Prophets of the Road

Ken Kesey died on this day in 2001. The author of One Flew Over the Cuckoo's Nest and the ringleader of the Merry Pranksters, whose exploits on a psychedelically decorated bus were chronicled in Tom Wolfe's The Electric Kool-Aid Acid Test, was buried on his Oregon farm, in a homemade pine box sprayed in Day-Glo, beneath a headstone inscribed with “Sparks Fly Upwards” (from the Book of Job: “Yet man is born unto trouble, as the sparks fly upwards”). The coffin received an assortment of blessings and provisions:

Catholics anointed him, Buddhists chanted, Jews said Kaddish, a Christian blessed him, an American Indian called his soul home from the four directions. We formed a line, touching him, tucking talismans, crystals, beads, ribbons, flowers, buds, a wooden flute, into the coffin or his pockets. …[T]he head tilted back upon a small pillow unnaturally and a red Grateful Dead “Steal Your Face” beret perched on his head.

-From "Sparks Fly Upwards: Remembering Ken Kesey" by Jeff Forester, published in the San Francisco Chronicle.

Vachel Lindsay was born on this day in 1879. Sixty years before Kesey, and by foot rather than bus, Lindsay toured America in the spirit of the troubadour-prophet. As a “religious tramp” in the “church of the open sky,” his aim was to sell not just his poems but his message — #8 on his otherwise-practical traveling code: “1) Keep away from the cities; 2) Keep away from the railroads; 3) Have nothing to do with money; 4) Ask for dinner about quarter after eleven; 5) Ask for supper and a night's lodging about quarter to five; 6) Travel alone; 7) Be neat, truthful, civil and on the square; 8) Preach the gospel of beauty.” The gospel could sometimes get strident; the following is from one of his “War Bulletin” pamphlets, a 1909 series that combined verse with manifesto:

I have spent a great part of my few years fighting a soul battle for absolute liberty, for freedom from obligation, ease of conscience; independence from commercialism. I think I am farther from slavery than most men. But I have not complete freedom of speech. In my daily round of work I find myself taking counsel to please the stupid, the bigoted, the conservative, the impatient, the cheap…..

In “Kaddish 44,” Allen Ginsberg elegizes Lindsay as a road warrior, dead at age fifty-two, a suicide by drinking Lysol:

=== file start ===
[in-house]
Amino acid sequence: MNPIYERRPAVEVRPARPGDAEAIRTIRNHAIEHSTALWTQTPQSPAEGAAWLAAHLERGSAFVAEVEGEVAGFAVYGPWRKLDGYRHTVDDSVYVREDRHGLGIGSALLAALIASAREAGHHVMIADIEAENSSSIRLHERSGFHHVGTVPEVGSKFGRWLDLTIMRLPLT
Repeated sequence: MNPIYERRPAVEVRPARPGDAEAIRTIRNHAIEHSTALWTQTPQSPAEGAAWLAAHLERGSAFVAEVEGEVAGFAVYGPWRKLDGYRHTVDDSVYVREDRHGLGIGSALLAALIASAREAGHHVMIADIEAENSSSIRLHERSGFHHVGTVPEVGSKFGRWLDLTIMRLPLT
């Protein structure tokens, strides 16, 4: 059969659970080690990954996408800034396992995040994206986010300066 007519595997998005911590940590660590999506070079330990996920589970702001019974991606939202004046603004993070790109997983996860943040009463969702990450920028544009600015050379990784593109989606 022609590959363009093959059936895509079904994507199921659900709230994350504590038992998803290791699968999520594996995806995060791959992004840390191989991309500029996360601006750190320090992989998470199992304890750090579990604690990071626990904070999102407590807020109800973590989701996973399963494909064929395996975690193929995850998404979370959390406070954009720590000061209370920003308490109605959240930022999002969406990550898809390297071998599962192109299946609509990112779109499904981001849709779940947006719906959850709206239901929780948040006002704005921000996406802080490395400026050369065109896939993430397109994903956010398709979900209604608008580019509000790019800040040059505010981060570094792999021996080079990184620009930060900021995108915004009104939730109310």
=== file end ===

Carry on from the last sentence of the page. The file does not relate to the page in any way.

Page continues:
Vachel, the stars are out
dusk has fallen on the Colorado road
a car crawls slowly across the plain
in the dim light the radio blares its jazz
the heartbroken salesman lights another cigarette
In another city 27 years ago
I see your shadow on the wall
you're sitting in your suspenders on the bed
the shadow hand lifts up a Lysol bottle to your head
your shade falls over on the floor….

Comments
by sumit2661 on ‎11-11-2009 06:47 AM
I like using http://www.Hound.com for job search due to the fact that the site shows only jobs from employer career pages. There are numerous advantages to finding jobs from employer career pages but the main ones are (1) these are not advertised and receive fewer applications and (2) there is no middleman (recruiter) forwarding your resume to the employer and (3) there are more jobs on employer career pages than job boards. one of the best jobs sites I have ever seen. Ill give it 10 out of 10 if I have to give points to it. I and many of my known has got Jobs from http://www.Hound.com. You can search jobs with easy as the classification is very good in terms of cities and type of Job. It also gives you career advice and job search advice Latest jobs are given on this site as soon they are available in a particular area or before any other site posts that as It shows the jobs from direct Recruiters and no third party is involved in between for making money. Latest job appear first on this site and no expired jobs are there. Updating is done everyday. The number of jobs given is also guide big as compared to other sites. Jobs are included from most of the fortune 500 companies. When I was jobless and searching for job every second site only this site helped me to find a Job. Just go through it once and you will feel the difference. I seriously recommend all the When I was job seekers to visit http://www.Hound.com once.

Crime fiction legends Dennis Lehane and Michael Connelly discuss the new book that unites their beloved sleuths Patrick Kenzie and Harry Bosch.

advertisement
Books, CDs, DVDs to know about now
The Hundred-Year House

When a poetry scholar goes digging through the decrepit estate of his wife's family to uncover a bygone arts colony's strange mysteries, he awakens a tenacious monster: his mother-in-law. A wickedly funny take on aging aristocracies from author Rebecca Makkai (The Borrower).

Watching Them Be

What makes a film actor into a larger-than-life movie star? James Harvey's passionate, freewheeling essays explain why there are some faces (from Greta Garbo's to Samuel L. Jackson's) from which we cannot look away.

Landline

What if you called up the spouse on the verge of leaving you -- and instead found yourself magically talking to his younger self, the one you first fell for?  Rainbow Rowell, author of the YA smash Eleanor & Park, delivers a sly, enchanting take on 21st-century love.